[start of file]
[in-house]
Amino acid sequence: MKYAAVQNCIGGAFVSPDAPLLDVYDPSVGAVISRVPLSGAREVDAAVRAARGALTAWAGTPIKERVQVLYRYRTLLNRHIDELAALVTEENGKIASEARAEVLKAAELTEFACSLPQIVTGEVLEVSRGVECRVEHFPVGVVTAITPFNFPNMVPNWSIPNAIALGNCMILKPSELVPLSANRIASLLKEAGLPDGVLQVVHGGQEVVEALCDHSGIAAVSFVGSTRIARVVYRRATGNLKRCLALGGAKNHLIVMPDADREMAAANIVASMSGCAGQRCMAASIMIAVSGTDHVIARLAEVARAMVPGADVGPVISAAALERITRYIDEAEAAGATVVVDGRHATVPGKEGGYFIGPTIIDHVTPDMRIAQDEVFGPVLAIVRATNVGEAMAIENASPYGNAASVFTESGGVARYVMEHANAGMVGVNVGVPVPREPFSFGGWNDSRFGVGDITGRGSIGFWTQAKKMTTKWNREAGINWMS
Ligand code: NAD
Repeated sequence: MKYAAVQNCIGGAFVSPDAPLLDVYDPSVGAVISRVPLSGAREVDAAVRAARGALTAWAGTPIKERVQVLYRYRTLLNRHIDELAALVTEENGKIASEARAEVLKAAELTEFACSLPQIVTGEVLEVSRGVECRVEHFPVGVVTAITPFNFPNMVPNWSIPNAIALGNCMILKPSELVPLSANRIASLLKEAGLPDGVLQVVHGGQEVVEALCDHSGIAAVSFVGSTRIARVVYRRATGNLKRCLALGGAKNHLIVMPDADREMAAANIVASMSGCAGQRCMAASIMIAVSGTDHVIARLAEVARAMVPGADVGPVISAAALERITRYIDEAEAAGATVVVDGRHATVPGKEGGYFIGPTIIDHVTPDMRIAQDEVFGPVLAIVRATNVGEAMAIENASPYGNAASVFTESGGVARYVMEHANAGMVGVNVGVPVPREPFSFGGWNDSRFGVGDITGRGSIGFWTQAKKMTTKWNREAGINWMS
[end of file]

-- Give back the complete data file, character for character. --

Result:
[in-house]
Amino acid sequence: MKYAAVQNCIGGAFVSPDAPLLDVYDPSVGAVISRVPLSGAREVDAAVRAARGALTAWAGTPIKERVQVLYRYRTLLNRHIDELAALVTEENGKIASEARAEVLKAAELTEFACSLPQIVTGEVLEVSRGVECRVEHFPVGVVTAITPFNFPNMVPNWSIPNAIALGNCMILKPSELVPLSANRIASLLKEAGLPDGVLQVVHGGQEVVEALCDHSGIAAVSFVGSTRIARVVYRRATGNLKRCLALGGAKNHLIVMPDADREMAAANIVASMSGCAGQRCMAASIMIAVSGTDHVIARLAEVARAMVPGADVGPVISAAALERITRYIDEAEAAGATVVVDGRHATVPGKEGGYFIGPTIIDHVTPDMRIAQDEVFGPVLAIVRATNVGEAMAIENASPYGNAASVFTESGGVARYVMEHANAGMVGVNVGVPVPREPFSFGGWNDSRFGVGDITGRGSIGFWTQAKKMTTKWNREAGINWMS
Ligand code: NAD
Repeated sequence: MKYAAVQNCIGGAFVSPDAPLLDVYDPSVGAVISRVPLSGAREVDAAVRAARGALTAWAGTPIKERVQVLYRYRTLLNRHIDELAALVTEENGKIASEARAEVLKAAELTEFACSLPQIVTGEVLEVSRGVECRVEHFPVGVVTAITPFNFPNMVPNWSIPNAIALGNCMILKPSELVPLSANRIASLLKEAGLPDGVLQVVHGGQEVVEALCDHSGIAAVSFVGSTRIARVVYRRATGNLKRCLALGGAKNHLIVMPDADREMAAANIVASMSGCAGQRCMAASIMIAVSGTDHVIARLAEVARAMVPGADVGPVISAAALERITRYIDEAEAAGATVVVDGRHATVPGKEGGYFIGPTIIDHVTPDMRIAQDEVFGPVLAIVRATNVGEAMAIENASPYGNAASVFTESGGVARYVMEHANAGMVGVNVGVPVPREPFSFGGWNDSRFGVGDITGRGSIGFWTQAKKMTTKWNREAGINWMS